In this talk I'll provide a selective history of machine translation, introduce core methods and ideas of the field, and discuss work that I and others have done to address these new challenge areas. 
Mar 7  New Points on Curves Dino Lorenzini, University of Georgia Let X/Q be the plane curve defined by a polynomial f(x,y) with coefficients in the field Q of rational numbers. Thus a point (a,b) in the complex plane is on this plane curve iff f(a,b)=0. A rational point on this curve is a point (a,b) where both a and b are rational numbers. It is easy to construct points on this curve which are not rational. For instance, choose any rational number b, and then solve the equation f(x,b)=0 to obtain a point (a,b) on the curve where most often the coordinate a is not a rational number. To any point (a,b), we associate the smallest field extension of Q generated by a and b, and when this field extension Q(a,b) is a finite dimensional Qvector space, we call its dimension d (the degree of this field over Q). With this definition, a rational point has degree d=1. In the case of the Fermat curve x^n+y^n=1 with n>2, setting b=2 produces a point (a,b) on that curve with a= nth root of (12^n). The degree of L:=Q(a,b) is then n. So the Fermat curve has points of degree 1 and of degree n. Can one find other points on this curve with degree 1<d<n? Switching the roles of the curve and the field, given the field L, can you find other smooth plane curves f(x,y)=0 with 1<deg(f)<n and with a point whose coordinates generate that field? Already in the special case of Fermat curves the complete answers to these questions are not easy/known. In this talk we will build on this example and discuss some general results relevant to all curves and all field extensions.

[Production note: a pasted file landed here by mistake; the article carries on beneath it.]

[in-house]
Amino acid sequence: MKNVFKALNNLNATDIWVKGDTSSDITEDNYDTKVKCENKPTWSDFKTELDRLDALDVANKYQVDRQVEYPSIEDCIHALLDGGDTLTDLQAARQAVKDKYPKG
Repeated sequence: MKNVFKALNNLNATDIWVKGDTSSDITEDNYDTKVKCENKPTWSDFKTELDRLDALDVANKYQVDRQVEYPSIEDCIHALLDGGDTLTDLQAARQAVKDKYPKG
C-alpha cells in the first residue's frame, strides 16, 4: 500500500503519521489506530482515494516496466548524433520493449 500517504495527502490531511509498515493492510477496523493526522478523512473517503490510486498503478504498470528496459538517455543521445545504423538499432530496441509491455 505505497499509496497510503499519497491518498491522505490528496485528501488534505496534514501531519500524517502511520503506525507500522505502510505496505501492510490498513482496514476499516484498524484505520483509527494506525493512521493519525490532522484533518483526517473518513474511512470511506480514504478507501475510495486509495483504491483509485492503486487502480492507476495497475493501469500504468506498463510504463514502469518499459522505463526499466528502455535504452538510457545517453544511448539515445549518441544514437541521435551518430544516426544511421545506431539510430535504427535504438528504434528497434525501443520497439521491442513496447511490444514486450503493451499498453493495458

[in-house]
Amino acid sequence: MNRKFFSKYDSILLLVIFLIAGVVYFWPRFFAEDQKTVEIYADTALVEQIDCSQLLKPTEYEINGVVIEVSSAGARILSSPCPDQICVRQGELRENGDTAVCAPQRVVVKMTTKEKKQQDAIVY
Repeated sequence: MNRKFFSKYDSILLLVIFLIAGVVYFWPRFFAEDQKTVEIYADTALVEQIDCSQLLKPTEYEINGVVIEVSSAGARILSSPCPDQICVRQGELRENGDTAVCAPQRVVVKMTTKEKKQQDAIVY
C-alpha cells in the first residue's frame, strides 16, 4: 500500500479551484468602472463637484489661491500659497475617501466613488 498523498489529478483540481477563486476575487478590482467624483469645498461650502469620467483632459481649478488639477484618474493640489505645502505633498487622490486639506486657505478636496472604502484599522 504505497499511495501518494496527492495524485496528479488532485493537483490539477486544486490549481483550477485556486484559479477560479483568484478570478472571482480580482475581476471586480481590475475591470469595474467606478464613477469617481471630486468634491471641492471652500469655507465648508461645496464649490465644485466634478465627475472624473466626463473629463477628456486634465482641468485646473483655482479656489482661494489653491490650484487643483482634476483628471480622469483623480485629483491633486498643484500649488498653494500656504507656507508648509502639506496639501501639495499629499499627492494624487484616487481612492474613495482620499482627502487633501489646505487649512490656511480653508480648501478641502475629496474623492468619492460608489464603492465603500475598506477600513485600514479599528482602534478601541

Mar 14  Japanese Temple Geometry David Krumm, Reed College During the period of Japanese history known as the Edo period, Japan followed a strict isolationist foreign policy in which travel outside the country was forbidden and cultural exchange with European nations was effectively cut off. Coupled with the peace and economic prosperity enjoyed during the Edo period, this “closed country” policy led to a flourishing of uniquely Japanese arts and culture. One of the curious practices that developed during this time was a tradition of hanging wooden tablets inscribed with geometry problems in Buddhist temples and Shinto shrines. In this talk we will discuss the Japanese mathematics of the Edo period generally and the sangaku tablets in particular, including the one problem from these tablets that remains unsolved. 
Mar 21  Reasoning About Cryptosystems in a Computational Logic Josh Gancher, Cornell University In modern cryptography, any flaw in a security proof is a potential source of an attack on the cryptosystem. As cryptographic schemes become more complex over time, we will see proofs get larger and more subtle, making them difficult to verify manually. A promising answer to this problem comes from computeraided cryptography, which aims to apply tools from formal methods to certify cryptographic security proofs. In this talk, I will present a tool from this space, AutoLWE, which delivers partially automated mechanized proofs of security for a variety of group and latticebased cryptosystems. No prior knowledge about cryptography will be assumed. 
Apr 4  Chris Piech, Stanford University 
Apr 11  Nathan Ilten, Simon Fraser University 
Apr 18  Adam Smith, Boston University 
Apr 25  John Palmieri, University of Washington 
May 2  Mike Hill, UCLA